W3C home > Mailing lists > Public > www-html@w3.org > April 2003

Re: Accept-xmlns

From: Masayasu Ishikawa <mimasa@w3.org>
Date: Fri, 18 Apr 2003 15:26:34 +0900 (JST)
Message-Id: <20030418.152634.41655840.mimasa@w3.org>
To: www-html@w3.org

Etan Wexler <ewexler@stickdog.com> wrote:

> > Accept-xmlns: http://www.w3.org/1999/xhtml;q=1.0,
> > http://www.w3.org/2000/svg;q=0.9,
> > http://www.w3.org/1998/Math/MathML;q=0.7
> 
> From a syntactic perspective, that just doesn't work. The would-be
> parameters are parts of the various URIs. One solution is to use delimiter
> characters:
> 
> Accept-xmlns: <http://www.w3.org/1999/xhtml>;q=1.0,
>   <http://www.w3.org/2000/svg>;q=0.9,
>   <http://www.w3.org/1998/Math/MathML>;q=0.7

Rather than reinventing the wheel, I'd recommend to have a look at
the Internet Draft "Registration of xmlns Media Feature Tag", at:

    http://www.ietf.org/internet-drafts/draft-stlaurent-feature-xmlns-03.txt

> I prefer the second form, but I believe that we can be still briefer while
> losing no functionality:
> 
> Accept-xmlns: xhtml;q=1.0, svg;q=0.9, MathML;q=0.7
> 
> As I imagine things, the IANA will maintain a registry of namespace tokens
> for easy use in content negotiation and delivery.

Personally I don't think it's likely.

> Rather than extending HTTP until it tears at the seams, I think that we
> should rely more on Composite Capabilties/Preferences Profile (CC/PP). I
> admit that I've barely studied CC/PP, but it seems like a more comprehensive
> solution.
> 
> How, for instance, can a user agent ask for particular mixtures of namespace
> while avoiding other mixtures? A user agent might handle XHTML containing
> MathML and SVG containing SMIL, but not handle XHTML containing SVG.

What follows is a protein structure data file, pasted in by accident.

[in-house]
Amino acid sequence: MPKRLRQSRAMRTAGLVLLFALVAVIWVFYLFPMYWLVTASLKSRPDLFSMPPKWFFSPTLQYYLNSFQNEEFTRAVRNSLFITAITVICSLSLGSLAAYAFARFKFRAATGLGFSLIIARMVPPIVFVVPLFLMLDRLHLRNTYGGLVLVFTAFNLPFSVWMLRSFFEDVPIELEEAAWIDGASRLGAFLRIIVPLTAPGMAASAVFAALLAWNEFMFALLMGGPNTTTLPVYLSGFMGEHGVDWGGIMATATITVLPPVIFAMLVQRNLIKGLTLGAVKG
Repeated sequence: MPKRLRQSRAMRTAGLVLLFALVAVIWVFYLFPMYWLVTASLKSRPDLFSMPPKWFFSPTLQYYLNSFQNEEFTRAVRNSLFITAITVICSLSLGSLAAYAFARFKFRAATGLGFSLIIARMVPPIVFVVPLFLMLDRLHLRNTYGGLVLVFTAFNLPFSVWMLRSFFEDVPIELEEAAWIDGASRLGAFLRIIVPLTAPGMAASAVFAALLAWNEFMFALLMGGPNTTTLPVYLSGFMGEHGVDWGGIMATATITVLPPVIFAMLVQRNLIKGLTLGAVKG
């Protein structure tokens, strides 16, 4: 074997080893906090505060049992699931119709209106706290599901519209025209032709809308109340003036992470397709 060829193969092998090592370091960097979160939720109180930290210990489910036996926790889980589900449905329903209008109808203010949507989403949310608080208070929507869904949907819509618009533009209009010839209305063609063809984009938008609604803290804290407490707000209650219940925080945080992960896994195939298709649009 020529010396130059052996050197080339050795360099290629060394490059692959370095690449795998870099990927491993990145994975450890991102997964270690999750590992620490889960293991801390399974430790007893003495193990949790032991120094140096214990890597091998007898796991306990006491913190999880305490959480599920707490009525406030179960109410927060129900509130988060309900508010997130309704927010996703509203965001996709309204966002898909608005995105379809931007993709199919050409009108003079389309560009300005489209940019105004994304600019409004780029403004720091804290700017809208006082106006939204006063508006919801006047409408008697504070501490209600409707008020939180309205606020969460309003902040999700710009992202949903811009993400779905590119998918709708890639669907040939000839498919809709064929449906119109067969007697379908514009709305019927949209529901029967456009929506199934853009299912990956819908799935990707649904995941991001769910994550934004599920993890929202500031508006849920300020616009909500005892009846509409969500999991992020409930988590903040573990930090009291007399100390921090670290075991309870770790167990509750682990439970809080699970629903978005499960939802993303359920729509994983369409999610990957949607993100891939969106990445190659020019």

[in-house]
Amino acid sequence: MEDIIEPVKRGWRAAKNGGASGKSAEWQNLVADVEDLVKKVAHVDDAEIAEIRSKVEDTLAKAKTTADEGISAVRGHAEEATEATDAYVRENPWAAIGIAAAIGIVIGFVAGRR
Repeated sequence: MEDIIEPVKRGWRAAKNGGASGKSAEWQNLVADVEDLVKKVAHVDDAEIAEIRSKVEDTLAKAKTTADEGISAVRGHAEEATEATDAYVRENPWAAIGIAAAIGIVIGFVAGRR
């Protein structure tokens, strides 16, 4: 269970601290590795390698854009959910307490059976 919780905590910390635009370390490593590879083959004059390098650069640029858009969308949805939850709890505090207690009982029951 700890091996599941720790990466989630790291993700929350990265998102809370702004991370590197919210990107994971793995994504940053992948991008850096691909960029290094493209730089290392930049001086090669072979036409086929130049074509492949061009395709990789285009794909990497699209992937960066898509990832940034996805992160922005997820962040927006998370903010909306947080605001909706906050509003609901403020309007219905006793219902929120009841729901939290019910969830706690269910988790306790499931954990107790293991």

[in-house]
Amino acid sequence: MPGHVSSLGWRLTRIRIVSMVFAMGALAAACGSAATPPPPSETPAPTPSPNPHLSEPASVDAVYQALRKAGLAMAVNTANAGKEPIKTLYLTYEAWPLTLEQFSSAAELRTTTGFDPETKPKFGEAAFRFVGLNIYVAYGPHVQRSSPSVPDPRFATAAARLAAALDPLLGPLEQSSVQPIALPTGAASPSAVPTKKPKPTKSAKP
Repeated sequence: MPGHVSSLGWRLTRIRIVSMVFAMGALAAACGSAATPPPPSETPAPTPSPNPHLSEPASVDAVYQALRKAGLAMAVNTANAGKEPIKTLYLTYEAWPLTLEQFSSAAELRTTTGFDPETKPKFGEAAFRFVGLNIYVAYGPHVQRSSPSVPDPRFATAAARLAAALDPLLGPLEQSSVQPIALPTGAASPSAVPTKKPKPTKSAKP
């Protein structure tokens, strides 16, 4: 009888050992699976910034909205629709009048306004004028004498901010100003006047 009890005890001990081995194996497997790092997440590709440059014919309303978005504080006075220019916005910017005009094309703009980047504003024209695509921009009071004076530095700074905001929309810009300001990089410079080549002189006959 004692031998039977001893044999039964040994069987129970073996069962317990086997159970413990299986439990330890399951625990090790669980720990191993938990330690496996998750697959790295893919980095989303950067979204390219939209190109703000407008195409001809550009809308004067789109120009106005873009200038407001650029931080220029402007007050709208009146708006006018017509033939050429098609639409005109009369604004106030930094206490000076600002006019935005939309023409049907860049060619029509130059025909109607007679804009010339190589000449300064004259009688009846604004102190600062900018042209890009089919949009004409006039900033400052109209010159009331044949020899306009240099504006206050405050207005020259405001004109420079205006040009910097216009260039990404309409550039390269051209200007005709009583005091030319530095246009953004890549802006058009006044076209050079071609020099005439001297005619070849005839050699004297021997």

With xmlns media feature tag, it would be something like:

    Accept-Features: (|
        (& (xmlns="http://www.w3.org/1999/xhtml")
           (xmlns="http://www.w3.org/1998/Math/MathML"))
        (& (xmlns="http://www.w3.org/2000/svg")
           (xmlns="http://www.w3.org/2001/SMIL20/"))
        (! (& (xmlns="http://www.w3.org/1999/xhtml")
              (xmlns="http://www.w3.org/2000/svg")))
        )

although this doesn't indicate which one is the host language, i.e.
it doesn't distinguish XHTML containing SVG and SVG containing XHTML.
There's no definitive solution for that, but if that distinction is
really necessary, you could try something like:

    Accept-Features: (|
        (& (xmlns="http://www.w3.org/1999/xhtml")
           (xmlns="http://www.w3.org/1998/Math/MathML")
           (type="application/xhtml+xml"))
        (& (xmlns="http://www.w3.org/2000/svg")
           (xmlns="http://www.w3.org/2001/SMIL20/")
           (type="image/svg+xml"))
        (! (& (xmlns="http://www.w3.org/1999/xhtml")
              (xmlns="http://www.w3.org/2000/svg")
              (type="application/xhtml+xml")))
        )

assuming that XHTML containing SVG would be sent as 'application/xhtml+xml'
and SVG containing XHTML won't be sent as that media type.

(Caveat: syntax in RFC 2295, which defines the Accept-Features header,
 is not quite consistent with RFC 2533, and the category of RFC 2295
 is "Experimental".)

As you see it, this could quickly become overly complex to be put into
an HTTP header, and people might want to have a look at another
approach like CC/PP.  On the other hand if we try to solve too
fine-grained things, the whole negotiation process would become
too complex and costly, and people are likely to just give up
doing negotiation.  

> (And where would be appropriate to discuss these issues? www-tag?)

I was under the impression that the TAG issue nsMediaType-3 originally
covered these issues, but when that issue was subsumed by another
issue and later broken into smaller issues, those might have fallen
into a crack ...

Regards,
-- 
Masayasu Ishikawa / mimasa@w3.org
W3C - World Wide Web Consortium
Received on Friday, 18 April 2003 02:26:36 GMT

This archive was generated by hypermail 2.2.0+W3C-0.50 : Tuesday, 27 March 2012 18:15:55 GMT